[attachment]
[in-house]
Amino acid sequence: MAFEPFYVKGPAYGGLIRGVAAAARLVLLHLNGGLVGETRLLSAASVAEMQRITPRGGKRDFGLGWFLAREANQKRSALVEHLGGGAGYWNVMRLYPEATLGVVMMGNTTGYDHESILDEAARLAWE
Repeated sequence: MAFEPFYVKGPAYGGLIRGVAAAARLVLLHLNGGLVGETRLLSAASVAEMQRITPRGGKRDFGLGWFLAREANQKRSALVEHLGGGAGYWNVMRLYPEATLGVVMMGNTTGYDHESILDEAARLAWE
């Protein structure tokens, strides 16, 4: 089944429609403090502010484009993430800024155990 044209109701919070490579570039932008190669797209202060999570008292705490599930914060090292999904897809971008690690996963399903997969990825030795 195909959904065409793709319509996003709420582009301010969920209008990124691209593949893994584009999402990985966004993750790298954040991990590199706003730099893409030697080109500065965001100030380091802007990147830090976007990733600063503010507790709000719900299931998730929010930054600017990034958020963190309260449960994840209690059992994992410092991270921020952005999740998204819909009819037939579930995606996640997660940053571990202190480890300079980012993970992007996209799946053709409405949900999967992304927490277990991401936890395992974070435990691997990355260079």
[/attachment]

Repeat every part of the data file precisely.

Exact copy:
[in-house]
Amino acid sequence: MAFEPFYVKGPAYGGLIRGVAAAARLVLLHLNGGLVGETRLLSAASVAEMQRITPRGGKRDFGLGWFLAREANQKRSALVEHLGGGAGYWNVMRLYPEATLGVVMMGNTTGYDHESILDEAARLAWE
Repeated sequence: MAFEPFYVKGPAYGGLIRGVAAAARLVLLHLNGGLVGETRLLSAASVAEMQRITPRGGKRDFGLGWFLAREANQKRSALVEHLGGGAGYWNVMRLYPEATLGVVMMGNTTGYDHESILDEAARLAWE
């Protein structure tokens, strides 16, 4: 089944429609403090502010484009993430800024155990 044209109701919070490579570039932008190669797209202060999570008292705490599930914060090292999904897809971008690690996963399903997969990825030795 195909959904065409793709319509996003709420582009301010969920209008990124691209593949893994584009999402990985966004993750790298954040991990590199706003730099893409030697080109500065965001100030380091802007990147830090976007990733600063503010507790709000719900299931998730929010930054600017990034958020963190309260449960994840209690059992994992410092991270921020952005999740998204819909009819037939579930995606996640997660940053571990202190480890300079980012993970992007996209799946053709409405949900999967992304927490277990991401936890395992974070435990691997990355260079």